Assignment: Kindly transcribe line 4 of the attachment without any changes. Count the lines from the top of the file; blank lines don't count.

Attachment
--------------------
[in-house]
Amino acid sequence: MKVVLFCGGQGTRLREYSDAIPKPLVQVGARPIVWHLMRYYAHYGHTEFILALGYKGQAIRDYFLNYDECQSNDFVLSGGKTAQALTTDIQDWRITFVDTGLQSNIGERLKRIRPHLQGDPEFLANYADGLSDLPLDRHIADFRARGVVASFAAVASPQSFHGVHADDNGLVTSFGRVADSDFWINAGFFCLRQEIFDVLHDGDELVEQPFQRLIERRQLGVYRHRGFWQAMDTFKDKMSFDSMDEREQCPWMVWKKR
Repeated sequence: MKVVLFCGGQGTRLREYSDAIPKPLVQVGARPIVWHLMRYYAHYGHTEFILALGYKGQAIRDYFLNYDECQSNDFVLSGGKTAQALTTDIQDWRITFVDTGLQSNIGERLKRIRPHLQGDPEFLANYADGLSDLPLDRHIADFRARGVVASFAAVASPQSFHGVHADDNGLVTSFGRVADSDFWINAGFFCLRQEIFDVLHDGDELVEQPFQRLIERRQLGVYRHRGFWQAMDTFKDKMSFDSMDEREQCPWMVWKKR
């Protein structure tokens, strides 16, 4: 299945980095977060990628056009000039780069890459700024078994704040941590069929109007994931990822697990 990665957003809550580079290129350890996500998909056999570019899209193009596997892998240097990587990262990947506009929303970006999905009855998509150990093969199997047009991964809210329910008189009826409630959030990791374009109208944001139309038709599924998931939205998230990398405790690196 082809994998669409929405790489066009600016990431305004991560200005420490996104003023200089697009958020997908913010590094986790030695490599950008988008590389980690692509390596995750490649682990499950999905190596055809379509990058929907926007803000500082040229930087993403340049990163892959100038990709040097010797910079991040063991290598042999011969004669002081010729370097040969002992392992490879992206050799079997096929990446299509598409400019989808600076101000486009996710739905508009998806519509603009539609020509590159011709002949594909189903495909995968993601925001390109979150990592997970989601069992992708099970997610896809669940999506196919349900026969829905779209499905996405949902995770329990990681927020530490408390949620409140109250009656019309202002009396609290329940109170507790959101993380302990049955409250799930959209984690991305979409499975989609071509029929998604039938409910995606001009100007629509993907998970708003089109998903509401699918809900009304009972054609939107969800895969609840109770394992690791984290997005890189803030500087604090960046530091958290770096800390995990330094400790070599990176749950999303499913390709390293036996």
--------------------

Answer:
């Protein structure tokens, strides 16, 4: 299945980095977060990628056009000039780069890459700024078994704040941590069929109007994931990822697990 990665957003809550580079290129350890996500998909056999570019899209193009596997892998240097990587990262990947506009929303970006999905009855998509150990093969199997047009991964809210329910008189009826409630959030990791374009109208944001139309038709599924998931939205998230990398405790690196 082809994998669409929405790489066009600016990431305004991560200005420490996104003023200089697009958020997908913010590094986790030695490599950008988008590389980690692509390596995750490649682990499950999905190596055809379509990058929907926007803000500082040229930087993403340049990163892959100038990709040097010797910079991040063991290598042999011969004669002081010729370097040969002992392992490879992206050799079997096929990446299509598409400019989808600076101000486009996710739905508009998806519509603009539609020509590159011709002949594909189903495909995968993601925001390109979150990592997970989601069992992708099970997610896809669940999506196919349900026969829905779209499905996405949902995770329990990681927020530490408390949620409140109250009656019309202002009396609290329940109170507790959101993380302990049955409250799930959209984690991305979409499975989609071509029929998604039938409910995606001009100007629509993907998970708003089109998903509401699918809900009304009972054609939107969800895969609840109770394992690791984290997005890189803030500087604090960046530091958290770096800390995990330094400790070599990176749950999303499913390709390293036996």